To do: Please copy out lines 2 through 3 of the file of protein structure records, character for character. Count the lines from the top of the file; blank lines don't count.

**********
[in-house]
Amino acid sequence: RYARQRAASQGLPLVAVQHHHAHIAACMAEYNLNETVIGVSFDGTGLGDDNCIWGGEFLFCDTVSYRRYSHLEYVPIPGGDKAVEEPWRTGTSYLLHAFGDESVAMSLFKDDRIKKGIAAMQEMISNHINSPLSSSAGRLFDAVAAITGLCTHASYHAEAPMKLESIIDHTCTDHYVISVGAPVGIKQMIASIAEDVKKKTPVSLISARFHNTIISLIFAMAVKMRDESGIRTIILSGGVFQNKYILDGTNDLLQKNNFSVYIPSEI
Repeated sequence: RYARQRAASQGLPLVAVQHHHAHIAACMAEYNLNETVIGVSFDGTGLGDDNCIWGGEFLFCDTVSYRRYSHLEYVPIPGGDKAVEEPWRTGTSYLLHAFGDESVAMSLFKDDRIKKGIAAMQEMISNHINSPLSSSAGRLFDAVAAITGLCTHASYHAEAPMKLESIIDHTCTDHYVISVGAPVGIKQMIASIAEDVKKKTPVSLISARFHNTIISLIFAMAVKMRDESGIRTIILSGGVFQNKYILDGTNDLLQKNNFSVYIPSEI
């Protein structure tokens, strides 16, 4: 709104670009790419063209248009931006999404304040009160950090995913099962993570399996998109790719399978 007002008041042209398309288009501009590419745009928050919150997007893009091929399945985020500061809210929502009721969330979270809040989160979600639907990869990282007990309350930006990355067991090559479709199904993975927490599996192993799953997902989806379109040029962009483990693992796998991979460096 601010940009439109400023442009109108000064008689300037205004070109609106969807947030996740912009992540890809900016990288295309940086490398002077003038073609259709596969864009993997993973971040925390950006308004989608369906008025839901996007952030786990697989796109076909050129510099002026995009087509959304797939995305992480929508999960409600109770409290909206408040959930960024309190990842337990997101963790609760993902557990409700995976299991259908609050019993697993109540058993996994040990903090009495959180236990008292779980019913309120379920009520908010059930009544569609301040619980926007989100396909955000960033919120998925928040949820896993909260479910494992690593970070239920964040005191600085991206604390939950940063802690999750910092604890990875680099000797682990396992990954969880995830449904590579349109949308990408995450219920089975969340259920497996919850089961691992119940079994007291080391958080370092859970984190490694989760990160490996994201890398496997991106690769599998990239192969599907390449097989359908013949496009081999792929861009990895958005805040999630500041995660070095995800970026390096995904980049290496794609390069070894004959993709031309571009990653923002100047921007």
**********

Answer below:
Amino acid sequence: RYARQRAASQGLPLVAVQHHHAHIAACMAEYNLNETVIGVSFDGTGLGDDNCIWGGEFLFCDTVSYRRYSHLEYVPIPGGDKAVEEPWRTGTSYLLHAFGDESVAMSLFKDDRIKKGIAAMQEMISNHINSPLSSSAGRLFDAVAAITGLCTHASYHAEAPMKLESIIDHTCTDHYVISVGAPVGIKQMIASIAEDVKKKTPVSLISARFHNTIISLIFAMAVKMRDESGIRTIILSGGVFQNKYILDGTNDLLQKNNFSVYIPSEI
Repeated sequence: RYARQRAASQGLPLVAVQHHHAHIAACMAEYNLNETVIGVSFDGTGLGDDNCIWGGEFLFCDTVSYRRYSHLEYVPIPGGDKAVEEPWRTGTSYLLHAFGDESVAMSLFKDDRIKKGIAAMQEMISNHINSPLSSSAGRLFDAVAAITGLCTHASYHAEAPMKLESIIDHTCTDHYVISVGAPVGIKQMIASIAEDVKKKTPVSLISARFHNTIISLIFAMAVKMRDESGIRTIILSGGVFQNKYILDGTNDLLQKNNFSVYIPSEI